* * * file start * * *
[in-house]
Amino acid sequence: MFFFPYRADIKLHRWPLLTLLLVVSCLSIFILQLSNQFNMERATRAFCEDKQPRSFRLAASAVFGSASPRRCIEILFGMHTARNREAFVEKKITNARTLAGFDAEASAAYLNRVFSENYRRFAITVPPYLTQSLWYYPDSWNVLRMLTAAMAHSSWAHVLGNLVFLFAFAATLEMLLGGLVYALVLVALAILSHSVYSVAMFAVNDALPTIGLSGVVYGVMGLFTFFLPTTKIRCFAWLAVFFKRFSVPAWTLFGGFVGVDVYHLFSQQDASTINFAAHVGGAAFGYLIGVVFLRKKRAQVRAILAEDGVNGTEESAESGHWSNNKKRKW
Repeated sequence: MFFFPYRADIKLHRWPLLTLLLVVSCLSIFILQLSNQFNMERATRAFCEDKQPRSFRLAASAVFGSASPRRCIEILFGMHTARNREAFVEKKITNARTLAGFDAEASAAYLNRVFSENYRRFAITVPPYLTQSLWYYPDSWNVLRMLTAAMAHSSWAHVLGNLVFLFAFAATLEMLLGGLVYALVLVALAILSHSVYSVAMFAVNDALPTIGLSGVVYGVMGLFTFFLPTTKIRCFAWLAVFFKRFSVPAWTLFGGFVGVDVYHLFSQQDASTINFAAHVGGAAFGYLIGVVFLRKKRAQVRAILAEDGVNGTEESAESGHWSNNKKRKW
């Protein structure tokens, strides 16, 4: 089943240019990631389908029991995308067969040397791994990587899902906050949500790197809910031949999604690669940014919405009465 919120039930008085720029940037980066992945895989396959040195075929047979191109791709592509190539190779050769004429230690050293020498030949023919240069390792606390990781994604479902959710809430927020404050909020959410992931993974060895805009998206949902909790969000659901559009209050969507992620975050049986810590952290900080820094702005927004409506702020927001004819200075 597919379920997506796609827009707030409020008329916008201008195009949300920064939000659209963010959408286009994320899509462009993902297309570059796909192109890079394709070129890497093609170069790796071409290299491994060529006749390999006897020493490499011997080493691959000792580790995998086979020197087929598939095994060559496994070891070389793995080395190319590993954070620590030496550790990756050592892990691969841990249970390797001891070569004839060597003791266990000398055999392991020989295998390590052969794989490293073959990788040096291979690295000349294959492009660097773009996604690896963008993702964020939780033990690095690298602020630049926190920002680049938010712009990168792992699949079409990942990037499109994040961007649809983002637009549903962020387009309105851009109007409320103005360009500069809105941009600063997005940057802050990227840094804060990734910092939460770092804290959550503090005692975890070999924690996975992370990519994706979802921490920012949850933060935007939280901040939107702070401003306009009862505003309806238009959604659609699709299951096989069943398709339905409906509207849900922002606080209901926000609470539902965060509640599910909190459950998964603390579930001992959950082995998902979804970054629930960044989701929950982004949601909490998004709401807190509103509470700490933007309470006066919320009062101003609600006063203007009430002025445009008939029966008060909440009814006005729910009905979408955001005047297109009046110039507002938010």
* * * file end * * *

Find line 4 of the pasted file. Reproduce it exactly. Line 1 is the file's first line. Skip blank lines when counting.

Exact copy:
């Protein structure tokens, strides 16, 4: 089943240019990631389908029991995308067969040397791994990587899902906050949500790197809910031949999604690669940014919405009465 919120039930008085720029940037980066992945895989396959040195075929047979191109791709592509190539190779050769004429230690050293020498030949023919240069390792606390990781994604479902959710809430927020404050909020959410992931993974060895805009998206949902909790969000659901559009209050969507992620975050049986810590952290900080820094702005927004409506702020927001004819200075 597919379920997506796609827009707030409020008329916008201008195009949300920064939000659209963010959408286009994320899509462009993902297309570059796909192109890079394709070129890497093609170069790796071409290299491994060529006749390999006897020493490499011997080493691959000792580790995998086979020197087929598939095994060559496994070891070389793995080395190319590993954070620590030496550790990756050592892990691969841990249970390797001891070569004839060597003791266990000398055999392991020989295998390590052969794989490293073959990788040096291979690295000349294959492009660097773009996604690896963008993702964020939780033990690095690298602020630049926190920002680049938010712009990168792992699949079409990942990037499109994040961007649809983002637009549903962020387009309105851009109007409320103005360009500069809105941009600063997005940057802050990227840094804060990734910092939460770092804290959550503090005692975890070999924690996975992370990519994706979802921490920012949850933060935007939280901040939107702070401003306009009862505003309806238009959604659609699709299951096989069943398709339905409906509207849900922002606080209901926000609470539902965060509640599910909190459950998964603390579930001992959950082995998902979804970054629930960044989701929950982004949601909490998004709401807190509103509470700490933007309470006066919320009062101003609600006063203007009430002025445009008939029966008060909440009814006005729910009905979408955001005047297109009046110039507002938010």